For more information contact: Chad Urdahl 651-296-5520
Before we get to legislative business, I want to recognize the response teams and citizens who have assisted in efforts related to recent tornadoes in Litchfield and Watkins. Thank you for all your work in helping our communities overcome this challenge.
It has been good to see so many District 18A citizens attending events in our local communities this summer. One thing people continue asking me is whether a special session will take place this summer, namely to address bonding and tax relief.
The short answer is that discussions continue and progress is being made, but the finer points have not been nailed down. Speculation is a special session could take place the third week in August if an agreement is reached.
As a quick refresher, the House passed both bills (bonding and taxes) in late May during the regular 2016 session. Last-minute Senate changes stalled the bonding bill. Then the governor vetoed the tax bill over a one-word “and/or” mistake – what I’m calling the conjunction malfunction.
Some continue to question whether it was necessary for the governor to veto the bill, or if a simple administrative fix – such as a letter of clarification – would have sufficed. After all, the tax bill passed the Legislature with widespread, bipartisan support (123-10 in the House and 55-12 in the Senate). Gubernatorial approval typically is a slam dunk on bills that pass with such strong approval.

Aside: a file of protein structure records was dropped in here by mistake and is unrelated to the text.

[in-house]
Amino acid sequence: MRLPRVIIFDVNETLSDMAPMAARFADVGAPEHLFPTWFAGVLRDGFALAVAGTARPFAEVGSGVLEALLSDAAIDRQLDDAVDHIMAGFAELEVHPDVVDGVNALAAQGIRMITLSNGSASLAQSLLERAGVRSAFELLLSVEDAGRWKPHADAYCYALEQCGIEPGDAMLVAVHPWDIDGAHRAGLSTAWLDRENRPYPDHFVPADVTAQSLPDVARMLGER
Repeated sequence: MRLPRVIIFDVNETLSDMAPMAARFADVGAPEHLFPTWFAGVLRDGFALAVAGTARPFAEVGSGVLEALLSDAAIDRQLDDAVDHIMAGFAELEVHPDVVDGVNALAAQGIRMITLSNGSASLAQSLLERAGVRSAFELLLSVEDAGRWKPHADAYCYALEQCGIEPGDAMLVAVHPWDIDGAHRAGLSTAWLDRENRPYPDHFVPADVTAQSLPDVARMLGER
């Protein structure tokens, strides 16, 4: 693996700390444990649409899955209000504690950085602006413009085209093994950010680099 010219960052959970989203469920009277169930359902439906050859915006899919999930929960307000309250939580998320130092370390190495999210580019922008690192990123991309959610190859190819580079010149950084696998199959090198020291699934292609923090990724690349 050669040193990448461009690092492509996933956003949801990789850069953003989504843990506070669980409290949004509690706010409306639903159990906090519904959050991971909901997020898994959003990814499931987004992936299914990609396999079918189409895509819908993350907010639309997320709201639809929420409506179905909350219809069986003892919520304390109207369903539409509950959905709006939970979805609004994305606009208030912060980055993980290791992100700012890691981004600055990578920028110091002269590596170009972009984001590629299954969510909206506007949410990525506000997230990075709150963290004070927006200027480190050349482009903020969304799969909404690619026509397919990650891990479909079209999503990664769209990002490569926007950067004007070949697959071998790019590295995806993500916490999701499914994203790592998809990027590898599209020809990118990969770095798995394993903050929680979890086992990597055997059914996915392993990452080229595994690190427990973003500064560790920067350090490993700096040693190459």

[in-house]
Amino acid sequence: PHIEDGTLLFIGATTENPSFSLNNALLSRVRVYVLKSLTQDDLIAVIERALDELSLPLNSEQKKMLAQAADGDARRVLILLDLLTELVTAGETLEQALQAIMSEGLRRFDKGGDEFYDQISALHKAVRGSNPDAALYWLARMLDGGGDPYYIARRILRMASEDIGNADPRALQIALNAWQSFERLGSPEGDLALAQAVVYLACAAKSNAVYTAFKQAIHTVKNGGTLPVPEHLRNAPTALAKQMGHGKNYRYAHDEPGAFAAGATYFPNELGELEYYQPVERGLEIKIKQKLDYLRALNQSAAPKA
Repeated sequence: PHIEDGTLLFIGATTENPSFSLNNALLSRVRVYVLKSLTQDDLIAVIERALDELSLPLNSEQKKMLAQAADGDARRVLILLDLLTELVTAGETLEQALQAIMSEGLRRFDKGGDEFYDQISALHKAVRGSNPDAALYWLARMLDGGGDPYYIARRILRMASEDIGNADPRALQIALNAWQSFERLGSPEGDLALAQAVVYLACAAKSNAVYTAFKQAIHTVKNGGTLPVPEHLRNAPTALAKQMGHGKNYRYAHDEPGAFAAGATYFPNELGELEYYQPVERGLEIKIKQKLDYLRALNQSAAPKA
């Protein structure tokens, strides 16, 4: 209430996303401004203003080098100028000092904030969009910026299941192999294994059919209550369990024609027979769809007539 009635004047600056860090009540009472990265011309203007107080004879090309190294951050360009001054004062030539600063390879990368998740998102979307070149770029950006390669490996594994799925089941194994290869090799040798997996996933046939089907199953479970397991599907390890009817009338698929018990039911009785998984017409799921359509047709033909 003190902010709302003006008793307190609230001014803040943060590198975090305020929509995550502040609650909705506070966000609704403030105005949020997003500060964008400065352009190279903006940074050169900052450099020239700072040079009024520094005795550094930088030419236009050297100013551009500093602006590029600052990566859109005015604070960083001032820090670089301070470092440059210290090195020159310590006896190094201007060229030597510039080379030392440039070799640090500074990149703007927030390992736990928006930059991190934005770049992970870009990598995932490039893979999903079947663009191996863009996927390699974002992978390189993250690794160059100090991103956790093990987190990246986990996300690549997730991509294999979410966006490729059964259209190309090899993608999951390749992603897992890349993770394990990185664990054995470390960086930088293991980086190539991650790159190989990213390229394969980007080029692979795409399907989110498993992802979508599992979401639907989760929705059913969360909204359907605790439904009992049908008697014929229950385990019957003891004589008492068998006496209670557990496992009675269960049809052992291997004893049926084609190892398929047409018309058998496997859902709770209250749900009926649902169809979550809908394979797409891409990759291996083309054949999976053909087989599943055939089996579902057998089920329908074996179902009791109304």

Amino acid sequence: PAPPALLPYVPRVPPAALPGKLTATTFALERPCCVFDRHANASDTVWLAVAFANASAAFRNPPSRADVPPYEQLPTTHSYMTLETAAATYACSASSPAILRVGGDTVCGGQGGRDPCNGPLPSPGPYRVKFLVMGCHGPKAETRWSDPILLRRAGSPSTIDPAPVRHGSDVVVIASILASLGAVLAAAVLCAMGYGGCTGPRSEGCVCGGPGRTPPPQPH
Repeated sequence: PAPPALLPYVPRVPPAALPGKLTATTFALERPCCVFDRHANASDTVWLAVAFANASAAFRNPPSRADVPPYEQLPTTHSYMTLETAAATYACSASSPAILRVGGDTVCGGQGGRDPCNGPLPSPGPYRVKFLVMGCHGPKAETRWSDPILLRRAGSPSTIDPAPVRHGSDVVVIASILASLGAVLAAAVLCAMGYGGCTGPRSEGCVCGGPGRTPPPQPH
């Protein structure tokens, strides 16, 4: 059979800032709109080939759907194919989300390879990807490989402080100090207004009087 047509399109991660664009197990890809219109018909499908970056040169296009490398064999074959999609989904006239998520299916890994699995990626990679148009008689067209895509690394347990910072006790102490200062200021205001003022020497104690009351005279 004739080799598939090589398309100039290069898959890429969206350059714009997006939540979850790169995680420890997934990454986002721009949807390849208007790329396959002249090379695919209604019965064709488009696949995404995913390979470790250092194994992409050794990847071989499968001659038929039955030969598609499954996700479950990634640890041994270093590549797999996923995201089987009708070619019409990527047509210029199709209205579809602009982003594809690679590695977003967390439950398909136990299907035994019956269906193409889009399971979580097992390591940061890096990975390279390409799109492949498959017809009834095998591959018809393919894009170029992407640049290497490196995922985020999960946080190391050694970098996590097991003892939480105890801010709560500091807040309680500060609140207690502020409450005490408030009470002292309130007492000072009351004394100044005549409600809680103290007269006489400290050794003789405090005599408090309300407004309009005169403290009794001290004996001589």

This tax relief totals $801 million over the next three years alone and more than half a billion dollars in permanent reductions. Provisions would benefit Minnesotans far and wide, including small-business owners, veterans, college graduates, families, farmers and many more.
In any case, the only way for tax relief the House passed to be enacted before the 2017 session is for the governor to call the Legislature back to the Capitol for a brief special session. The same goes for the bonding bill. The proposal we passed had a heavy emphasis on infrastructure, roads and bridges in particular.
We are reaching 60 days since the regular 2016 session ended, at which point Campaign Finance Board rules indicate legislators may not issue email messages such as this one until after the November election. In the meantime, I will continue representing citizens of our district and communicating with people individually.
Your correspondence always is welcome and you can contact me at (612) 296-4344 or email@example.com with any questions, concerns, etc. Or, you can just look for me at any of the various public events in our district – I’m always available to talk at those.
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